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Family of Man

In 1955, the Museum of Modern Art staged an exhibition titled The Family of Man. I wasn't alive then, but in my childhood, I often took the accompanying book out of the library, and as an adult, I bought a copy. The list of famous photographers (and photographs, like Dorothea Lange's "Migrant Mother") is impressive, but what I loved and continue to love is, first, seeing powerful moments in human experience from all over the world--grieving, celebrating, solitary and in pairs and crowds--and second, what things it chose to celebrate: not only birth and death, childhood and old age, work and play, but also education, rule of law, justice.

I love so much how hard it tried to be inclusive. A large number of the photos come from the United States and Western Europe, but they managed to get one or two from the Soviet Union, a fair number from Asia, and some from Africa, South America, and Australia. No single exhibition or photo essay can do everything and nothing's beyond criticism, but every time I come to the book,** I'm moved.

If you image search on "family of man," you'll come up with many sample photos, but here are a few that caught my eye this morning that don't come up on an image search

These, for learning to write:

photo: David Seymour

photos: John Philips (L) and Roman Vishniac (R)

This, because contemplating the deep questions of life is hard work:

photo: Bert Hardy

This, for the powerful pairing of words and image:

photo: Homer Page

And these, for enduring relationships ... limited in only showing heterosexual pairs, but still moving.

photos: Emmy Andriesse (L) and Dmitri Kessel (R)

photos: Alma Lavenson (L) and Alfred Eisenstaedt (R)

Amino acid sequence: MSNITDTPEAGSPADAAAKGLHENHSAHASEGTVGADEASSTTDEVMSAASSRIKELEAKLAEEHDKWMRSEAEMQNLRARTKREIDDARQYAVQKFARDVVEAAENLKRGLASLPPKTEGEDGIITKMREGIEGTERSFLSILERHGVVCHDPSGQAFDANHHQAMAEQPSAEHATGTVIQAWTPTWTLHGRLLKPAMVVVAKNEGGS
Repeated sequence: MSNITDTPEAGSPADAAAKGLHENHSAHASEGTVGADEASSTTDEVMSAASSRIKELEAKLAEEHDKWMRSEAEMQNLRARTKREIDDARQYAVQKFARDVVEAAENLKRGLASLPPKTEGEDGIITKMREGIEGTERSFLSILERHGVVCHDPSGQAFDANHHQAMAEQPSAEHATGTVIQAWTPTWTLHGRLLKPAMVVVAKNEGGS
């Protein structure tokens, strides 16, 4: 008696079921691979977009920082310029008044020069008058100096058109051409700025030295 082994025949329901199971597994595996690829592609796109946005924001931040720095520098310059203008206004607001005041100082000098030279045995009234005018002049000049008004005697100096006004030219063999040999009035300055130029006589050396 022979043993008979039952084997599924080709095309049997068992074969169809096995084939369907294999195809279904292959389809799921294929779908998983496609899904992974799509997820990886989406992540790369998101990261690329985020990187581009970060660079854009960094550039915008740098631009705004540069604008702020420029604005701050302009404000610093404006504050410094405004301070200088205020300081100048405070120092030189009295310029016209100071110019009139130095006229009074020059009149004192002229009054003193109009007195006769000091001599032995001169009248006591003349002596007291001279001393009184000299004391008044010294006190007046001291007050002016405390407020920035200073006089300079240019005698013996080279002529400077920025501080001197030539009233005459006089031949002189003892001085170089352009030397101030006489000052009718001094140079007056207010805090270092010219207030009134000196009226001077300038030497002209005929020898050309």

I apologize for cutting off the sides of some of these with the scanner!

Last, because birds, light, dark, beauty, sun:

photo: William Garnett

I was looking through this because I was making my own photo collection the other day, to serve as prompts for the class I do creative writing with. It includes two photos from The Family of Man (not shown here). I'm proud of it! I'll share it at some point...

**The book was designed by the artist Leo Lionni, who I like for the children's picture book Frederick.

This entry was originally posted at https://asakiyume.dreamwidth.org/868976.html. Comments are welcome at either location.


( 2 comments — Leave a comment )
Nov. 18th, 2017 07:18 am (UTC)
I grew up with this book! My grandparents sent it to my parents as a present, and I know every photograph, and most of the interspersed quotations - we two form a multitude, if I did not work, these worlds would perish, oh, wonderful, most wonderful! the universe resounds with the joyful cry: I am!

Yes, it's a stunning exhibition - brilliantly curated, I realise in retrospect. The book entranced me as a child.
Nov. 19th, 2017 06:53 pm (UTC)
I'm so happy to hear this--I feel that yes, every page and every quotation is **worth** having imprinted in one's memory <3
( 2 comments — Leave a comment )



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